Giovanni Battista Piranesi

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Giovanni Battista Piranesi
Assassination Scene
Pen and brown ink and wash, over red chalk.
9 9/16 x 7 5/16 inches (244 x 185 mm)
Thaw Collection.

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Signed (?) at lower left, aprtly on the mount and partly on the drawing, in pen and brown ink, "Piranesi"; inscribed on verso, in pen and brown ink, "B.P.L.No. 116; numbered at center, "15".
Hans M. Calmann, London; from whom acquired in 1951 by John S. Newberry, New York; sale, New York, Parke-Bernet, 30 March 1961, lot 4; Mr. and Mrs. Eugene V. Thaw, New York.

Thaw Catalogue Raisonné, 2017, no. 292, repr.
Stampfle, Felice, and Cara D. Denison. Drawings from the Collection of Mr. and Mrs. Eugene V. Thaw. New York : Pierpont Morgan Library, 1975, no. 54.
Ryskamp, Charles, ed. Sixteenth Report to the Fellows of the Pierpont Morgan Library, 1969-1971. New York : Pierpont Morgan Library, 1973, p. 119
Stampfle, Felice. Giovanni Battista Piranesi, Drawings in the Pierpont Morgan Library. New York : Dover, 1978, no. A-3, repr.


Watermark: six-pointed star within circle (close to Heawood 3883).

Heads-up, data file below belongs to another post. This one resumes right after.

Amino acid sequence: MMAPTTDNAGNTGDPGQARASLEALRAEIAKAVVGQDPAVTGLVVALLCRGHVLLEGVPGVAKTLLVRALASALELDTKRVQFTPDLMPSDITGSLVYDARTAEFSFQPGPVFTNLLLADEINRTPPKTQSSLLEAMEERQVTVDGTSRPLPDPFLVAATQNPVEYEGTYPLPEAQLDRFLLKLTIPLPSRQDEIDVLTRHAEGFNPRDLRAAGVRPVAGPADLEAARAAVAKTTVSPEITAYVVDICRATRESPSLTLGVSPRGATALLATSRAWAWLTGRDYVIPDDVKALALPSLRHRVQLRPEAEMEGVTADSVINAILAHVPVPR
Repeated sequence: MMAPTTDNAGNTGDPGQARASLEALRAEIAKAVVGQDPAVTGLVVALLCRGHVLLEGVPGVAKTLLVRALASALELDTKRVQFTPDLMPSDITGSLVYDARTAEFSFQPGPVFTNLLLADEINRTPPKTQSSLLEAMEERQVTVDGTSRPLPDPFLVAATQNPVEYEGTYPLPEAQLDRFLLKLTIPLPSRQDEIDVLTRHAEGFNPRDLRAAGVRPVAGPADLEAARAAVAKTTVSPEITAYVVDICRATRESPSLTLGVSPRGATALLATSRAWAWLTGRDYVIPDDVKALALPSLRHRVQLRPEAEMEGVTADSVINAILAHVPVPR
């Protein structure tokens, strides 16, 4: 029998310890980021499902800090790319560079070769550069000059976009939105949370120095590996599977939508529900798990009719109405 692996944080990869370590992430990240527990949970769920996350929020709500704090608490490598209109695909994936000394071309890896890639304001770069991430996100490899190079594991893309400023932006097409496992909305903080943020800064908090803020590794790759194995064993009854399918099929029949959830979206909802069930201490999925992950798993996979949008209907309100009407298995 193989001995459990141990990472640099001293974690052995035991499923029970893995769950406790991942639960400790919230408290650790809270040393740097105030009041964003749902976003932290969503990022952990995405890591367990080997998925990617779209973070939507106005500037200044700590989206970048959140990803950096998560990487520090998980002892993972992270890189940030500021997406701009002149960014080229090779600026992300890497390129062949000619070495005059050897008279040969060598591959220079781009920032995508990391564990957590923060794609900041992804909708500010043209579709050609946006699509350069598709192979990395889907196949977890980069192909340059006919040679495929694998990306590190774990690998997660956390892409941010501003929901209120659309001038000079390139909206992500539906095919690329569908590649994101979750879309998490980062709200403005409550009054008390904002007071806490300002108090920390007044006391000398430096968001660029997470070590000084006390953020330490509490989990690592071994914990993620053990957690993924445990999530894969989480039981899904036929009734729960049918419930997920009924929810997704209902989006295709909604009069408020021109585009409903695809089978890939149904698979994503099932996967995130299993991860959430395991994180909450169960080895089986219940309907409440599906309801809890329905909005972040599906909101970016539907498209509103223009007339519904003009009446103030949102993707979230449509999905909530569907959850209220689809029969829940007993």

Possibly during his first trip home to Venice in 1744, but more likely in 1745 at the beginning of his second trip, Piranesi drew a number of figural compositions that seem to indicate an experimental phase in his art. The style of these works was inspired not so much by Giovanni Battista Tiepolo, then the leading artist in Venice, as by an older generation of Venetian Baroque masters, such as Antonio Molinari (1655-1704). As with the other drawings in the set, the subject of this scene is not entirely clear, but it is generally read as the assassination of the figure at left. Five of these drawings survive, all the same size and with the same green stain at upper right, suggesting that they were from a single sketchbook.